# Equilibrium and Stability of a set of equations

• xicor
Look at your book, or notes, or ask your instructor.In summary, the conversation discusses finding the equilibrium and determining its stability for the model in Section 1.4, assuming x and y are both strictly positive. The homework equations are the differential equations in Section 1.4, and the attempt at a solution involves solving the equations and determining what happens when t approaches infinity. The concept of equilibrium and its relation to constant solutions is also discussed. It is determined that the equilibrium points are (x,y)=(a2/b2,a1/b1) and the next step is to understand how to find the stability of the solutions near this point.
xicor

## Homework Statement

Find the equilibrium and determine its stability for the model of Sec 1.4. Assume x and y are both
strictly positive (nonzero).

## Homework Equations

Differential equations of section 1.4

(1/x)(dx/dt) = a1 - b1y
(1/y)(dy/dt) = -a2 + b2x

## The Attempt at a Solution

I solved the two differential equations and got x(t) = e^t(a1 -b1y) and y(t) = e^t(-a2 +b2x) so once I had these I though of what happens to the equations when t approaches infinity but that's where I'm unsure because x and y are apart of each other eqation. Either both of them approach infinity as t approaches infinity and there is no equilibrium or there is something more complex that I can't seem to figure out yet.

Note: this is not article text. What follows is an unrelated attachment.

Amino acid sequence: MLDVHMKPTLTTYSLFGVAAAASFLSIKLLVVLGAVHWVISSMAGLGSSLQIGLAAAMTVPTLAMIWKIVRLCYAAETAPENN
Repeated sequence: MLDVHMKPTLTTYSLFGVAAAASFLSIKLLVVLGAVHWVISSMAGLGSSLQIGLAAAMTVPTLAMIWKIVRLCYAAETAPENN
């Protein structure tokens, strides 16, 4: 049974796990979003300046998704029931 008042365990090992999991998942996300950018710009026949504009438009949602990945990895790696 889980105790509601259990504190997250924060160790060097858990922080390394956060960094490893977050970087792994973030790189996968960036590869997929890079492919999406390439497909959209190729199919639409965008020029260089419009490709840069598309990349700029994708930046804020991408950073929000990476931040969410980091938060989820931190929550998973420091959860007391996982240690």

Thanks to anybody who helps.

xicor said:

## Homework Statement

Find the equilibrium and determine its stability for the model of Sec 1.4. Assume x and y are both
strictly positive (nonzero).

## Homework Equations

Differential equations of section 1.4

(1/x)(dx/dt) = a1 - b1y
(1/y)(dy/dt) = -a2 + b2x

## The Attempt at a Solution

I solved the two differential equations and got x(t) = e^t(a1 -b1y) and y(t) = e^t(-a2 +b2x) so once I had these I though of what happens to the equations when t approaches infinity but that's where I'm unsure because x and y are apart of each other eqation. Either both of them approach infinity as t approaches infinity and there is no equilibrium or there is something more complex that I can't seem to figure out yet.